I have always been a big fan of the idiom, ‘necessity is the mother of invention’. It’s the kind of phrase that just *sounds* wise and true. Whenever somebody says, ‘necessity is the mother of invention’, you can’t help but nod along in silent agreement.

If I had but one criticism, it would be that it puts forward the idea that our greatest discoveries come at our time of greatest need, and therefore all the most worthwhile inventions solve some kind of urgent crisis. Is this really how we want people to think about science?

To give you an example, when I was in school, I thought the main purpose of Biology was to help us cure disease. I even considered applying for medicine, motivated in part by the prospect of curing some disease and forever impacting the world in a positive way. I hadn’t settled on which disease yet, but my sister has diabetes, so maybe that one would do. Y’know, a healthy, realistic goal.

Aspirations are, of course, important, but I have found that science has impacted my life in much *much *smaller positive ways; it is a vehicle for exploration that need not necessarily lead to earth breaking discoveries, but is enjoyable in its own right.

This leads me on to running in the rain.

A few years ago it was raining in London. I’m pretty sure it has rained since, but this particular day I was going to meet a friend from university. We’d since graduated and our lives had diverged, so this was a rare opportunity to catch up. We had both studied maths (medicine was not for me as it turns out – sorry, diabetics) and in particular were interested in a part of maths called ‘fluid mechanics’, which is pretty much trying to figure out how fluids move – most prominently, water.

Back to the rain: it was heavy, it was cold, it was the kind of rain you really don’t want to be in. As I picked up the pace to a slight jog as I got nearer the bar, the thought crossed my mind that I might just be causing the rain to hit me faster than if I had kept my leisurely stroll, with my chin tucked into my coat. On the other hand, my suffering would be over sooner, which seemed appealing.

After the quick initial catch-up with my friend, conversation somehow moved onto this exact idea. It’s probably one that many people have had, actually. Who likes getting soaked by cold miserable rain? Nobody. However, I imagine that the extent of the conversation is usually noting that the idea is interesting, shrugging and moving on. Not us, though. Like the shameless mathematicians that we are, we got out the notebooks and set to work

This is what most mathematicians would recognise as a classic optimisation problem. There are two warring principles that oppose each other:

- Running in the rain gets me to my destination faster, therefore I get
*less*wet in the process. - Running in the rain causes more rain to hit me per second, therefore I get
*more*wet in the process.

Which of these wins out overall? It’s not really very obvious. There are 3 possible solutions to this problem:

- Walking as slow as possible gets us the least wet (this one seems unlikely)
- Running as fast as possible gets us the least wet
- There is some kind of ‘optimal’ speed at which to run in order to get the least wet.

The last one is not entirely implausible and could probably use some further investigation. Fortunately, when it comes to optimisation, calculus is there to help. Whenever you want to find the minimum or maximum of something, you are talking the language of calculus. In this case, we want to minimise how miserable I get walking from A to B.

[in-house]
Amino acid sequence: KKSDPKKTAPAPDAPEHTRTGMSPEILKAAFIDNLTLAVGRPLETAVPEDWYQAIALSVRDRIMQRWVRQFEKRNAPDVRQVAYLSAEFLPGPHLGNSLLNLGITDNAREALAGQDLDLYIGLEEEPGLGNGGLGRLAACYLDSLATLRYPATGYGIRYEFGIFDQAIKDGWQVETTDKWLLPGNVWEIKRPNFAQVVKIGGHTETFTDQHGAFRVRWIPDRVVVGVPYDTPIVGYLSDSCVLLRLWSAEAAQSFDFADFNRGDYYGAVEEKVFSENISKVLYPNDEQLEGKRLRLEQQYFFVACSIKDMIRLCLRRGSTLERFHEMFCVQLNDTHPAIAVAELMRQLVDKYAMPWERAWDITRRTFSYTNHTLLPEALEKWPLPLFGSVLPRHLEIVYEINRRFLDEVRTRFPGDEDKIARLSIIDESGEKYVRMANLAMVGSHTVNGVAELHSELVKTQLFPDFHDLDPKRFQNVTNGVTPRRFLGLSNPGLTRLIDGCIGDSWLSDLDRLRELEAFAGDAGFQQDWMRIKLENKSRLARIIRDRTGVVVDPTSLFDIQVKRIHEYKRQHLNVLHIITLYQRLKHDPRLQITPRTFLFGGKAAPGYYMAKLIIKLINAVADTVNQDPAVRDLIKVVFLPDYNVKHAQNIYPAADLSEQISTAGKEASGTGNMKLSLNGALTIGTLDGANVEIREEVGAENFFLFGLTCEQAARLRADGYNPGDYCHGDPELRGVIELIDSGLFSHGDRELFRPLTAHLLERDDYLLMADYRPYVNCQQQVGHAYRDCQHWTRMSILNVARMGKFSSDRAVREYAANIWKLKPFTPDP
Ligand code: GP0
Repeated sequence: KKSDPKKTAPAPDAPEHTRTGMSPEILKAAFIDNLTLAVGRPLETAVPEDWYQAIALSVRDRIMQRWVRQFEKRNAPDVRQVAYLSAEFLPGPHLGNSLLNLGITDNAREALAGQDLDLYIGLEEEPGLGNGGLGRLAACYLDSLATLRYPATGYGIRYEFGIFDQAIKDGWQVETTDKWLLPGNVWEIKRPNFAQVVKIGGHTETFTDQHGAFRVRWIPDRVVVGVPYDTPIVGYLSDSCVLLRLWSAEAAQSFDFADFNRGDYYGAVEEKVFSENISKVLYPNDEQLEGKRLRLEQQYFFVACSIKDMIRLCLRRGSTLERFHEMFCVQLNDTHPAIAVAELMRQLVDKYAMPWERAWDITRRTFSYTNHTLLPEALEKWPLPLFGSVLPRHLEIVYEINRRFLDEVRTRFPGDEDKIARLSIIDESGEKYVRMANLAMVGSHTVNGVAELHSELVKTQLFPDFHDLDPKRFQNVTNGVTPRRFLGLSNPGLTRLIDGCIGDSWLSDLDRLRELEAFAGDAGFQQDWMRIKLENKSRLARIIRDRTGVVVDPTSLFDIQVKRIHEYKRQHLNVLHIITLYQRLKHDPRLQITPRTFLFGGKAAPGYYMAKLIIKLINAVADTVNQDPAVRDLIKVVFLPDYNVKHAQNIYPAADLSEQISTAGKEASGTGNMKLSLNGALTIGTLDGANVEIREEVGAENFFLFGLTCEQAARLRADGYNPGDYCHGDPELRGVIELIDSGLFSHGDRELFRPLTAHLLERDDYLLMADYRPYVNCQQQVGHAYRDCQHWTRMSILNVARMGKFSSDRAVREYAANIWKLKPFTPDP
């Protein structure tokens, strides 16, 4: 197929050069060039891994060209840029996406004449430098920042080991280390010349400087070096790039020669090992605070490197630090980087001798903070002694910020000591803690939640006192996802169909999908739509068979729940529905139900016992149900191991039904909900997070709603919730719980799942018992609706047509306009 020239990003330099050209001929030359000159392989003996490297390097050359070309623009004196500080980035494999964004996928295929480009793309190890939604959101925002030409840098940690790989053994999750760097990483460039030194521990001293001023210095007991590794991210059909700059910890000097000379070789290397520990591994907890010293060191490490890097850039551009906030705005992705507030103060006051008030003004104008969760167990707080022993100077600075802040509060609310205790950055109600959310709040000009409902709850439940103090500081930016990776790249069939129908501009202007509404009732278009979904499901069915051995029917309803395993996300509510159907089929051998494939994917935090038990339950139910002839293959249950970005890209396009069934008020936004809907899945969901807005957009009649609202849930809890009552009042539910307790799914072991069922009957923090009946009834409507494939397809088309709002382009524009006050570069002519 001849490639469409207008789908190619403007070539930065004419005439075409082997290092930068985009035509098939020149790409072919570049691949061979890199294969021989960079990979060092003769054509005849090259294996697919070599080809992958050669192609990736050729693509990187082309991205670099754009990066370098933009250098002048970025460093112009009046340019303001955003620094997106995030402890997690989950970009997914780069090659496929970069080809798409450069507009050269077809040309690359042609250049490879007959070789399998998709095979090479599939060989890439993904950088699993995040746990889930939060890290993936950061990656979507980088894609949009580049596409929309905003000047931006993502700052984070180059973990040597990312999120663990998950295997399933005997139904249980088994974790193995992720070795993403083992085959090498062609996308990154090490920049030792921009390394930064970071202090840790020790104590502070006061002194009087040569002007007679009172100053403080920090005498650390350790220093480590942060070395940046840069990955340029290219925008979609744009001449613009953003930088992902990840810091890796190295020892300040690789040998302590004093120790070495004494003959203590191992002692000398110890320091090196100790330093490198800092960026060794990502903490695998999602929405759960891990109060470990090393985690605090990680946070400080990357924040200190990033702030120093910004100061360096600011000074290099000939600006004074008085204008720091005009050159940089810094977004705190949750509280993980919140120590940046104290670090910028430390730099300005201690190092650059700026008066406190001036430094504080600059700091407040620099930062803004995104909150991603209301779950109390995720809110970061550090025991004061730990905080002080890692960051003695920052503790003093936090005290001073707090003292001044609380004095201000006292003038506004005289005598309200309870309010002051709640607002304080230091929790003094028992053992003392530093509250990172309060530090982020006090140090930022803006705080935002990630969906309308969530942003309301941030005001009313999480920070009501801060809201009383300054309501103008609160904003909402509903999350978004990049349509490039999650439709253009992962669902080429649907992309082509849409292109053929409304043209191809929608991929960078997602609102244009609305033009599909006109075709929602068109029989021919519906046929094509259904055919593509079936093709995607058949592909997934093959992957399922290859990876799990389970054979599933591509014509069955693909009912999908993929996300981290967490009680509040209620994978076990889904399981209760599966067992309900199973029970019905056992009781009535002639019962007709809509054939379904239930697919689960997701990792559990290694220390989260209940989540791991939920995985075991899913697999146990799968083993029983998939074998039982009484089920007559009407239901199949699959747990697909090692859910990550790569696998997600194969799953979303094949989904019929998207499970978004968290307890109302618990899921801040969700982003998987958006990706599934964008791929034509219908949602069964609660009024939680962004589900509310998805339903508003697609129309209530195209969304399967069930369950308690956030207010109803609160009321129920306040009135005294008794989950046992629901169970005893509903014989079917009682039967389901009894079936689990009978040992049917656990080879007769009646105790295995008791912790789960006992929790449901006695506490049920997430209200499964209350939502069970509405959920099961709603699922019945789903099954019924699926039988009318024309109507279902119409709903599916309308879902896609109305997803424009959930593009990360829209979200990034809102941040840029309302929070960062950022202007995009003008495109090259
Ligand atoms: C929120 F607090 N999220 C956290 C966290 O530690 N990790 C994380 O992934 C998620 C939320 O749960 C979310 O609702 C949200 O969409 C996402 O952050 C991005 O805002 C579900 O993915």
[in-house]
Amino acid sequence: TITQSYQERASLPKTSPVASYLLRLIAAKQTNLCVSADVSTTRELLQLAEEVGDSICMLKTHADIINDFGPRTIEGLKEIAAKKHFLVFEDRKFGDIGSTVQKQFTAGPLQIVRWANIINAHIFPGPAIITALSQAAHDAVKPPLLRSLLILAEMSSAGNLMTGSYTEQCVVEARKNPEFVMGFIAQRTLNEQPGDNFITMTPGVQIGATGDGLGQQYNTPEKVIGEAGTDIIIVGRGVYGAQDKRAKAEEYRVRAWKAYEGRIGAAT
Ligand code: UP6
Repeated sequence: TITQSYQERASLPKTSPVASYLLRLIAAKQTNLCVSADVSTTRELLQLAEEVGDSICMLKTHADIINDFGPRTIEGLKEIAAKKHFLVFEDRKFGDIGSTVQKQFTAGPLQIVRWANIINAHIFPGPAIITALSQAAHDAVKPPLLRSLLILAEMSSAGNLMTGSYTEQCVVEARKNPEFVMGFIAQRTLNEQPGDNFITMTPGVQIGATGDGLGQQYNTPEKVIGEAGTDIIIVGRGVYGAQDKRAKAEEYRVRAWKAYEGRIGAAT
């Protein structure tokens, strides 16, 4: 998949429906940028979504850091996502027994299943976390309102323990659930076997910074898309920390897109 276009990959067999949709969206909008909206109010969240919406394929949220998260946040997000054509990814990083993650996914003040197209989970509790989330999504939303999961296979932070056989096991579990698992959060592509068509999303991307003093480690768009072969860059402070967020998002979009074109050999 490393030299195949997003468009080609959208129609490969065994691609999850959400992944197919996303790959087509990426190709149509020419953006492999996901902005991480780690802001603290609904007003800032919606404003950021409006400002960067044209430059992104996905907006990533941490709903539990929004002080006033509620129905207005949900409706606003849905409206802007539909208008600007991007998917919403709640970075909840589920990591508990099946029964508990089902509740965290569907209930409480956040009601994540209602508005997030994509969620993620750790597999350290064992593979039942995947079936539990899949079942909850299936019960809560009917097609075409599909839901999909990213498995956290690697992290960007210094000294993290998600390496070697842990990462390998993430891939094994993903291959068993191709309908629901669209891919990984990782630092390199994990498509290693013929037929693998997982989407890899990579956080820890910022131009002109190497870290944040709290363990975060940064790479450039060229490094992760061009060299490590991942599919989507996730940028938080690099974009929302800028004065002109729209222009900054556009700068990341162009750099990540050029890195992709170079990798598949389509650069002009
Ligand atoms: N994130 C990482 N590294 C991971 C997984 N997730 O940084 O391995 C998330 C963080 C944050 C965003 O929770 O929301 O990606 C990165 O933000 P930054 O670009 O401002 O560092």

Okay, so in order to model this situation mathematically, we had to make a few approximations. Notably, we approximated the shape of a person to be perfectly spherical (yes yes, I know, but be grateful that it’s at least three dimensional – earlier iterations of this model had our person as a single 1D line). We also assumed that the rain was vertical, continuous and not split up into individual droplets (this one is fairly reasonable, since any approximation errors should average out nicely).

So what did we find? Well, it looks like the faster the better. However, it’s not possible to run so fast that you remain completely dry. There is a sort of minimum wetness you must incur travelling from A to B, which is roughly equal to the amount of rain in the given volume that you travel through on your journey.

I’m not sure how long it took us to work through the problem – time flies when you’re having fun and all that – but I’m pleased to say that, once satisfied with our answer, we did proceed to have an enjoyable evening like two ordinary human beings.

The reason I bring up this episode at all is because, whilst this small bit of maths we did together was utterly useless and will in no way benefit humankind or cure my sister’s diabetes, it was still an enriching experience. Much like reading a novel or listening to music can be an enriching experience, maths too ought to be judged by that same metric. When we discuss the motivation for studying maths & science in school, I think this philosophy should be a consideration.

I did a little research to see if I was the first person to think this way. Completely unsurprisingly, I’m not. In fact, I rather enjoyed this quote from Alfred North Whitehead, an English mathematician active in the early 20th century, well known for his work with Bertrand Russell:

*“Necessity is the mother of invention is a silly proverb. Necessity is the mother of futile dodges is much closer to the truth. The basis of growth of modern invention is science, and science is almost wholly the outgrowth of pleasurable intellectual curiosity”*